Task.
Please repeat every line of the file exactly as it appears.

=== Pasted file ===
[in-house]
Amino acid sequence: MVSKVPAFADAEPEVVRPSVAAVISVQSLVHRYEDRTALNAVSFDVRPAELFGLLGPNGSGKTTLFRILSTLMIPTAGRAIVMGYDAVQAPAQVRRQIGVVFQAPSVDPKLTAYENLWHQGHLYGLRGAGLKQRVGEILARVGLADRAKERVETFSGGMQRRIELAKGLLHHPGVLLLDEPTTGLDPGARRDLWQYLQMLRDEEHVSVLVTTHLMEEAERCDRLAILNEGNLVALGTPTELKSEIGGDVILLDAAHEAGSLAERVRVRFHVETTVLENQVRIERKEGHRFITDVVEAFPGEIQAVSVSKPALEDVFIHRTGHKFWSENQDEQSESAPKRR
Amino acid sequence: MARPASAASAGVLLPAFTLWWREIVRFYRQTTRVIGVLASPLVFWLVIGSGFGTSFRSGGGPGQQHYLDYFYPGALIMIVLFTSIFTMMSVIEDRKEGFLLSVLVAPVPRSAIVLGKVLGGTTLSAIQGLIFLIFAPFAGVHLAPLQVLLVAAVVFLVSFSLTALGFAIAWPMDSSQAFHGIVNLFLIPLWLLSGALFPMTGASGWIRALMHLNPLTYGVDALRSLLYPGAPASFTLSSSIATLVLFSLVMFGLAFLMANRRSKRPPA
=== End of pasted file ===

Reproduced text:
[in-house]
Amino acid sequence: MVSKVPAFADAEPEVVRPSVAAVISVQSLVHRYEDRTALNAVSFDVRPAELFGLLGPNGSGKTTLFRILSTLMIPTAGRAIVMGYDAVQAPAQVRRQIGVVFQAPSVDPKLTAYENLWHQGHLYGLRGAGLKQRVGEILARVGLADRAKERVETFSGGMQRRIELAKGLLHHPGVLLLDEPTTGLDPGARRDLWQYLQMLRDEEHVSVLVTTHLMEEAERCDRLAILNEGNLVALGTPTELKSEIGGDVILLDAAHEAGSLAERVRVRFHVETTVLENQVRIERKEGHRFITDVVEAFPGEIQAVSVSKPALEDVFIHRTGHKFWSENQDEQSESAPKRR
Amino acid sequence: MARPASAASAGVLLPAFTLWWREIVRFYRQTTRVIGVLASPLVFWLVIGSGFGTSFRSGGGPGQQHYLDYFYPGALIMIVLFTSIFTMMSVIEDRKEGFLLSVLVAPVPRSAIVLGKVLGGTTLSAIQGLIFLIFAPFAGVHLAPLQVLLVAAVVFLVSFSLTALGFAIAWPMDSSQAFHGIVNLFLIPLWLLSGALFPMTGASGWIRALMHLNPLTYGVDALRSLLYPGAPASFTLSSSIATLVLFSLVMFGLAFLMANRRSKRPPA